The Welcome Centre: my volunteering experience
In preparing for my retirement, realising I wasn’t yet completely clapped-out, I decided I could do some voluntary work (beyond my responsibilities at my Local Quaker Meeting, High Flatts) and, after a spell at a charity bookshop which closed, I decided to try The Welcome Centre. I chose The Welcome Centre because it is at the sharp end of need in our community. Immediately I began, I was impressed with how well The Welcome Centre is organised and the positive and helpful atmosphere among the staff and volunteers.
I had made the right choice.
I thought I might like to do some driving (collecting donations from supermarkets), but Lada (Volunteer Coordinator) decided instead she wanted me on telephone referrals and I agreed.
Before volunteers are let loose on the telephone, we learn the ropes, that is, everything else that happens at Lord Street.
Picking and packing dry and tinned food in the store to the client’s needs (whether they are vegetarian, halal, diabetic or with no dietary requirements; for how many in the family unit, etc.) when the referral comes through. On subsequent shifts, we are allocated to fresh – adding the fruit, vegetables, bread, spread, etc., whilst the client waits in reception. The final element of training is reception, greeting the clients (or their support worker) as they arrive, registering their presence, calling through to store for the pack to be brought up to fresh and handing it to them.
Great care is needed to get everything right for the clients and when I finally started on the ‘phones, I was glad of my apprenticeship.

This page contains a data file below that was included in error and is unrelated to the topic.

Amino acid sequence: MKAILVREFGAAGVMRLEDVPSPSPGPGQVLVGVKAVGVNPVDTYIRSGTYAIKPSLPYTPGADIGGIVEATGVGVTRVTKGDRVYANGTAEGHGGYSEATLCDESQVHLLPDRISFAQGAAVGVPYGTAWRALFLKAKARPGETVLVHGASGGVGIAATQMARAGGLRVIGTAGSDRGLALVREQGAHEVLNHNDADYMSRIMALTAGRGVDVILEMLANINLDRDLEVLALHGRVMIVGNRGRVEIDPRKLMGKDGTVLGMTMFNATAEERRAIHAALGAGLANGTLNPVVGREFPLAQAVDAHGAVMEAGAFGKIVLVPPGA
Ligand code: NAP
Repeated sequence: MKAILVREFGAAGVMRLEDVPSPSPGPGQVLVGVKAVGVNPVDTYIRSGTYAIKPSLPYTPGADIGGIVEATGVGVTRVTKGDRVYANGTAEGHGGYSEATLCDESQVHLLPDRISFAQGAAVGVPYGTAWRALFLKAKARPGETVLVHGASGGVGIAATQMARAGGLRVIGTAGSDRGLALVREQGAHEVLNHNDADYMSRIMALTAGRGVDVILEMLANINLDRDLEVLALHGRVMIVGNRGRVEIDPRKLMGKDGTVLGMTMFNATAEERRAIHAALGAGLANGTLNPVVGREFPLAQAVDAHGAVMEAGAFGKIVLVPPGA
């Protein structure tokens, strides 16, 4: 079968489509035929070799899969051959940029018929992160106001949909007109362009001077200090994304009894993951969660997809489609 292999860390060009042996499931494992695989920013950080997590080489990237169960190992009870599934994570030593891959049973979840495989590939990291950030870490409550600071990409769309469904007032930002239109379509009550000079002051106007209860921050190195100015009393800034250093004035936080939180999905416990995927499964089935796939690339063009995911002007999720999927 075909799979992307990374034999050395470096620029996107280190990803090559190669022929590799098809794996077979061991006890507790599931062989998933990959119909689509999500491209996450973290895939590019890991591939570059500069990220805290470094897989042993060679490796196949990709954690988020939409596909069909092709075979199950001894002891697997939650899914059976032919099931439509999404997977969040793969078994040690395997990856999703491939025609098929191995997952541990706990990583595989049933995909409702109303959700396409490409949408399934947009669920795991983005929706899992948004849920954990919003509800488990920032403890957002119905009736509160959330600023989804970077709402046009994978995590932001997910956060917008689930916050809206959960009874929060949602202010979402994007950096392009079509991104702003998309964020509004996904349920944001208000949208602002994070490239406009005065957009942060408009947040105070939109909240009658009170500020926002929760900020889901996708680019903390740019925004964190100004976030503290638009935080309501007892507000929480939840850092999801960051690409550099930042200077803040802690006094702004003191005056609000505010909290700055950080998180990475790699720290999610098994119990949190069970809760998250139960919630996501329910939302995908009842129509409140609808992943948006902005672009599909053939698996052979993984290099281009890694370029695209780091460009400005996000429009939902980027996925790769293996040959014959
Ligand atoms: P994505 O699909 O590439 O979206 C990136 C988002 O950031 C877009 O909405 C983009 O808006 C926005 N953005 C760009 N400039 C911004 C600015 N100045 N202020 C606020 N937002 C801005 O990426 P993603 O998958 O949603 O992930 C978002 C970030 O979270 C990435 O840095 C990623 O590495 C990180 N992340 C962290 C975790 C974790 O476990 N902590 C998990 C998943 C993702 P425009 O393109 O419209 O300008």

There is no such thing as a typical shift on the ‘phones.
Some shifts can be so busy there’s barely time to draw breath: that is particularly true towards Christmas and in last year’s summer school holidays with the Feeding Families programme and was noticeably the case when Universal Credit was introduced in Kirklees.
Conversely, sometimes a shift can be very quiet: for example, one afternoon between Christmas 2017 and New Year when most of the referring agencies were closed and there was snow on the ground, I took only two calls and that was from support workers actually coming in to Lord Street. Most often it’s something in between, with busy and quiet spells in the same shift.
The Welcome Centre takes referrals from a number of different agencies: The Mission next door in Lord Street, the Community Mental Health Team, Kirklees’ Local Welfare Provision and about a hundred others. The caller explains what the client’s crisis is and we ask various questions to establish what is needed (and why) and enter it into the computer system. We ask the reasons in case we can offer the client further support, for example with budgeting (which would be arranged when s/he comes in).
Some clients are fleeing domestic violence and arrive at the referring agency with nothing except what they stand up in, sometimes they don’t even have National Insurance Numbers, so there’s a wait before they can claim benefits. Others have no income, or no means to fund establishing themselves in a new tenancy. The circumstances are many and varied. Volunteers never refuse a referral without staff authorisation (and refusal is rare anyway). Even at the remove of dealing with the agency, the clients’ stories can feel very upsetting (of course not as upsetting as for the clients themselves).
The volunteering experience goes beyond what we do to help people in need.
When the telephone team were recently all together for some training about the benefits system, I looked round the room at a sizeable group of committed people more or less my own age and thought:
This is my tribe.
On each shift, we see volunteers we work with regularly and we find out about each other’s lives, we joke with each other and commiserate, depending on what’s happening.
It’s a rich and rewarding experience, which I would prefer not to be necessary in a wealthy country, but our government doesn’t properly provide for the most vulnerable, so at The Welcome Centre we step into the breach.
Every silver lining has a cloud.
Helen Meads, July 2019